Socialisation in dogs and cats
Socialisation is a term usually used to describe a period of learning (up to 14- 16 weeks old) that puppies go through. During this period they learn how to properly interact with other animals and humans as well as experiencing different situations, objects and environments. Dogs that have not been properly socialised during this period can grow up to be fearful, anxious and potentially aggressive. During this socialisation period there is also a fear imprint period (also known as a sensitive period) and any negative or scary experiences during this time can have a lasting effect on the puppy. Interestingly, the age of onset of this period is different between breeds, with Labradors not starting the fear imprint period until 72 days old compared to German Shepherds at 39 days old. This could explain differences between breeds and their ability to deal with new situations or environments when older.
A socialisation period has also been discovered in kittens but is thought to be between 2-7 weeks old. This means that the breeder or rescue centre will have the sole responsibility of ensuring the kitten is exposed to as many new stimuli as possible during this period to ensure they make friendly, confident pets before they go to their new home.
Socialisation in rabbits
What about rabbits? There is a wealth of information about puppies and socialisation, a little about cats and even less about rabbits, however if we are to try and prevent the large number of rabbits being given up to rescue centres this is something that we should be focusing on. A properly socialised baby rabbit, that is used to humans handling them is much more likely to go on to become a more relaxed and friendly pet. According to Dr. Dyles (2006) the socialisation period in rabbits is between 10-21 days old and to ensure baby bunnies grow into tame, friendly and confident adults they must be handled before they are 21 days old (but it is also important for handling to continue regularly after this age). This means that breeders (and rescue centre staff) have the responsibility of making sure the rabbits they sell or put up for adoption are accustomed to being picked up and handled. If you are considering getting a rabbit from a breeder this is something you should ask – how much handling have they had? Along with what are the temperaments of the parents? Are they placid, friendly parents? Ask to meet them to see for yourself.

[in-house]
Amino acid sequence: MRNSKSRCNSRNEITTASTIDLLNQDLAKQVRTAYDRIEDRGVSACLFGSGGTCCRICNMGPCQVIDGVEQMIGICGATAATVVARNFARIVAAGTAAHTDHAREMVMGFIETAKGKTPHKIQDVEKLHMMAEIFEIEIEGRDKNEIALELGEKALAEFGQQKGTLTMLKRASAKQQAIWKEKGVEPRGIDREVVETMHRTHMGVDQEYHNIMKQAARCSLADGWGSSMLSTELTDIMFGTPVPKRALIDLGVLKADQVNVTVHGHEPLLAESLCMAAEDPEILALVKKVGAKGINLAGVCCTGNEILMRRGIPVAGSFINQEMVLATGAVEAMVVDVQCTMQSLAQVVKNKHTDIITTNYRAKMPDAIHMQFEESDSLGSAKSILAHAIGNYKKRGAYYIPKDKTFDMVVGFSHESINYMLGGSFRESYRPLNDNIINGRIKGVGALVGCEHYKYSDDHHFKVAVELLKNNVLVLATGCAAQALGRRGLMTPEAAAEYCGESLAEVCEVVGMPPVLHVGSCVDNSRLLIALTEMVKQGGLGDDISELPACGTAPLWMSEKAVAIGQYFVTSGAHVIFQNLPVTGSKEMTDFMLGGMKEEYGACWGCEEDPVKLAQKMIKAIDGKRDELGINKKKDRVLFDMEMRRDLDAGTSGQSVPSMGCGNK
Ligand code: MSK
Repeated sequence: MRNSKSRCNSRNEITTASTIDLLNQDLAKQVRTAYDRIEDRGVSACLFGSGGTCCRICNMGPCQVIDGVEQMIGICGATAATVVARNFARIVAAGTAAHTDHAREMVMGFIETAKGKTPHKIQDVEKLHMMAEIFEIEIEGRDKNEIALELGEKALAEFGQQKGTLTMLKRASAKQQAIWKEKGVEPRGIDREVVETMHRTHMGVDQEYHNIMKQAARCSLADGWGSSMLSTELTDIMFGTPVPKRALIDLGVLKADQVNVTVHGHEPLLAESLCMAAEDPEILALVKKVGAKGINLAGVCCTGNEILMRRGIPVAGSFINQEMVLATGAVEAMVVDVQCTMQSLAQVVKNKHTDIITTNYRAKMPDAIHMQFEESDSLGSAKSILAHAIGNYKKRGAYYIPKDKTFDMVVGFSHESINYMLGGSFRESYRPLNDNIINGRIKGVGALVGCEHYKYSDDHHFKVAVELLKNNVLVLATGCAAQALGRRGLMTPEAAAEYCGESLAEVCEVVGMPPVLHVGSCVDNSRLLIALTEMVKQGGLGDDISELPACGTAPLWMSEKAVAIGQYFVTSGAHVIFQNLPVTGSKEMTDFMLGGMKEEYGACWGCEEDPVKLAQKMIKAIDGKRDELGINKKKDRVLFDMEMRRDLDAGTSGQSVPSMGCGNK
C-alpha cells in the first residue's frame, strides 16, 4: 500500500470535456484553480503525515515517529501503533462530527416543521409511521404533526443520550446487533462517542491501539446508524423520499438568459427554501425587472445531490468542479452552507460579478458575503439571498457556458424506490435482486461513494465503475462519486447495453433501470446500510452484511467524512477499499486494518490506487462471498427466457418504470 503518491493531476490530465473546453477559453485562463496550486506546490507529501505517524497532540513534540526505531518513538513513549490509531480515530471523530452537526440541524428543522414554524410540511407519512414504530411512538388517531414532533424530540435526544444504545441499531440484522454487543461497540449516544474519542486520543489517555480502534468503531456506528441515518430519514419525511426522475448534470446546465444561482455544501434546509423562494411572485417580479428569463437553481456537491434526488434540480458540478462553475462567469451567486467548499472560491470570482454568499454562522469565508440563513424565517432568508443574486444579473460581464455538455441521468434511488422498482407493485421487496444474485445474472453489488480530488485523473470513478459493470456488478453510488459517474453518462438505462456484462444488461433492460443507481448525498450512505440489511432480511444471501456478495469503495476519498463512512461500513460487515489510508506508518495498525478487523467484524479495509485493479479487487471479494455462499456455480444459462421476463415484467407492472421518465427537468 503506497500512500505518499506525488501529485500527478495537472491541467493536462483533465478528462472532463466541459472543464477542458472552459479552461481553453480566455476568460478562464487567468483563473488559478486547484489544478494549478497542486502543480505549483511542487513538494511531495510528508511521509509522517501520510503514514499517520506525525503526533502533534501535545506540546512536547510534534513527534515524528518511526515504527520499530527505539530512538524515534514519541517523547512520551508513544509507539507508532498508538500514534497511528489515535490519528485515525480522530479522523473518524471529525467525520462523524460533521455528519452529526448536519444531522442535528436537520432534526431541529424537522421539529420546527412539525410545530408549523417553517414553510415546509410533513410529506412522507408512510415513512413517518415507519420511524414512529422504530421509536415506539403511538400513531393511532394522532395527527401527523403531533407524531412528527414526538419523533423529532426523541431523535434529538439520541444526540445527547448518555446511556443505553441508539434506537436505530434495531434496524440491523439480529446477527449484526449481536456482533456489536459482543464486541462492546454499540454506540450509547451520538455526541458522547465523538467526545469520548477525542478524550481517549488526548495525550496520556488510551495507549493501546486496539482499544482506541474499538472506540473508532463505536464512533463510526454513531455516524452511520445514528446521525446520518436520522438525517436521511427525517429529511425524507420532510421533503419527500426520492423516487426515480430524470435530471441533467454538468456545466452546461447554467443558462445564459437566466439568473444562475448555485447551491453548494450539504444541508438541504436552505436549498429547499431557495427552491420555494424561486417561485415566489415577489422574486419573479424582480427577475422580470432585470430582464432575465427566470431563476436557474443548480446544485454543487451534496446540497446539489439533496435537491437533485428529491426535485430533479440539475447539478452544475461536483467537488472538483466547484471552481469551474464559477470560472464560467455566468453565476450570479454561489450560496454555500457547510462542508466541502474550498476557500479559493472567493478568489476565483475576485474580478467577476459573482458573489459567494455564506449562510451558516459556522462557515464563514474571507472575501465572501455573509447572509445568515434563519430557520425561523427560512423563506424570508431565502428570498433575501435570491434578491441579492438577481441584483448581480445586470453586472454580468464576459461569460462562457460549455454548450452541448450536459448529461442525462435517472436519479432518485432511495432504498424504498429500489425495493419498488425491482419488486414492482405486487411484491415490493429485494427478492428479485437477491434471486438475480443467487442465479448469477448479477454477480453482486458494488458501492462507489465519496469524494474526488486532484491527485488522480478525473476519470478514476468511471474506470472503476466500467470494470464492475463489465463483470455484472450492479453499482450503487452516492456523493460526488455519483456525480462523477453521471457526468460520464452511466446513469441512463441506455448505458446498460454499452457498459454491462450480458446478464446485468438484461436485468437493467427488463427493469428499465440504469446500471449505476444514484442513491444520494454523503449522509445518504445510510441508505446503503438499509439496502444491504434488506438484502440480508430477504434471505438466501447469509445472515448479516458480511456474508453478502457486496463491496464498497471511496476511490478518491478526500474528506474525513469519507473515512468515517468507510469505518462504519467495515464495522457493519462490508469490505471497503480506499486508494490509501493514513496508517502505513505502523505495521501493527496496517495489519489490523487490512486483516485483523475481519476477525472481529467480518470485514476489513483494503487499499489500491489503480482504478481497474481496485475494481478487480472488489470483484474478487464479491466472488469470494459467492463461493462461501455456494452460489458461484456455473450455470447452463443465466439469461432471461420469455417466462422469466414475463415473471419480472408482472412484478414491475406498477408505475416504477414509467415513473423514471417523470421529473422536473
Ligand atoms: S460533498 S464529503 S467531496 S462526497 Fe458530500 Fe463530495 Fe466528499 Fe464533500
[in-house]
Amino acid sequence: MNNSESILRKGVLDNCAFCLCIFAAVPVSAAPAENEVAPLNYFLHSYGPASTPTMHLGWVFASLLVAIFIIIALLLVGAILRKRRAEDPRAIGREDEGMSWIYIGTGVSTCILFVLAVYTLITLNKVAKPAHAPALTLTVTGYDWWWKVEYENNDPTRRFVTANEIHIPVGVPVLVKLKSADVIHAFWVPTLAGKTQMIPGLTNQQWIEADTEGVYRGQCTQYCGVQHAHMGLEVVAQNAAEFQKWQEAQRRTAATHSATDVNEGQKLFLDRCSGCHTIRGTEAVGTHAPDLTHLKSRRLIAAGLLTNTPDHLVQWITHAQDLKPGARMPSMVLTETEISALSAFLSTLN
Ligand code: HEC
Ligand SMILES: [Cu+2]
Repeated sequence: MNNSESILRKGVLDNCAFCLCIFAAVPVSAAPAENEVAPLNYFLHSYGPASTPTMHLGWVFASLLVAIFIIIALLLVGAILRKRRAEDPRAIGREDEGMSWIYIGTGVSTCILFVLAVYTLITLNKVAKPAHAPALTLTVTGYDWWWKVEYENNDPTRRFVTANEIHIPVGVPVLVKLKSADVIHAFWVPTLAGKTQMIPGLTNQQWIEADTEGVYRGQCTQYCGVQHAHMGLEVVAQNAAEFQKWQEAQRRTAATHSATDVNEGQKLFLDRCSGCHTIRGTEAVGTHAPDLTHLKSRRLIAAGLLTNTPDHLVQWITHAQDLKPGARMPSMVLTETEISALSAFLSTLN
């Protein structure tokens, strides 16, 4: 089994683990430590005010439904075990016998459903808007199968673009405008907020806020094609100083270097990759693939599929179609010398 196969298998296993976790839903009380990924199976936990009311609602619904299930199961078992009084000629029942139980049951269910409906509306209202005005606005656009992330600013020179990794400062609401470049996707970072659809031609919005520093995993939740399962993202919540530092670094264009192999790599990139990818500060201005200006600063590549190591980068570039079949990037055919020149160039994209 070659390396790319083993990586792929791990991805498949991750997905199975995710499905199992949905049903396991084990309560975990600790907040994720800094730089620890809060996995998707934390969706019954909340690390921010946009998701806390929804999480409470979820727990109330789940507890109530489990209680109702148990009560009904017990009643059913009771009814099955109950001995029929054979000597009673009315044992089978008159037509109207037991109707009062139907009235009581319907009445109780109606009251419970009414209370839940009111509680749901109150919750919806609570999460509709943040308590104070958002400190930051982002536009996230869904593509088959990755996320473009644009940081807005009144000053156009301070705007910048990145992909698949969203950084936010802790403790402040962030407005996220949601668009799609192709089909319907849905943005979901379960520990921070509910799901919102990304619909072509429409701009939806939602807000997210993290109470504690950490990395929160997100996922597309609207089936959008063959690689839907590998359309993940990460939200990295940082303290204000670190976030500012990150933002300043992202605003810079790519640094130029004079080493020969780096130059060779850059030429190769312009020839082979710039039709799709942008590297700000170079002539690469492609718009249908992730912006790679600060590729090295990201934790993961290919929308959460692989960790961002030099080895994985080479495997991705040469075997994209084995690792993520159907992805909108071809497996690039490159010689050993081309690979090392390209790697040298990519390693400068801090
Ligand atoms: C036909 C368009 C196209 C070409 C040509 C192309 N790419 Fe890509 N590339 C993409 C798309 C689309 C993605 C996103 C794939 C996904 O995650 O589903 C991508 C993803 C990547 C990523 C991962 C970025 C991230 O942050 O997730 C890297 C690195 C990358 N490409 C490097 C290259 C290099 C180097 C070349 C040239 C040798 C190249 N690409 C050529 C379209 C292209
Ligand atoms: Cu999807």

Baby bunnies that have not been handled when young are more likely to fear humans and may grow into timid, frightened adults. This fear can escalate into aggression, especially if they learn that biting or lunging makes the scary thing (perhaps a human hand) go away. Behaviours like this are just one reason rabbits become neglected or given to a rescue centre. Preventing this scenario from happening in the first place is the best option.
Habituation in rabbits
If, however you already have an adult rabbit that is fearful or aggressive (which is usually due to fear) it is still possible that they may be taught to become less anxious. This is usually through the process habituation. Habituation occurs when the rabbit is exposed to the stimulus enough times that it eventually gets used to it and stops reacting. For example, with enough time and patience, a rabbit that shrinks away every time you put your hand towards may start to realise that nothing bad is going to happen and instead of shrinking away they may stay still, eventually they may even let you stroke them and finally may offer their head for stroking. For this to work, an owner must be patient and move slowly so as not to startle the rabbit. This process may take weeks, months or longer and all interactions should be made as positive as possible, using a tasty treat may help or you may find that speaking to them calmly and quietly helps. If you proceed too fast it could scare the rabbit and make matters worse.
If you have an aggressive rabbit the Rabbit Welfare Association and Fund have a great leaflet called Biting the Hand that Feeds. However, if more people are made aware that rabbits, like dogs, also have a socialisation ‘window’ this may help to prevent behavioural problems later in life – resulting in happier rabbits and owners.
Breeding pet rabbits health & welfare considerations: / Dr. L. Dyles. .
Nicky Trevorrow (2012) Kitten Socialisation: The Cat, Summer 2012. p46-47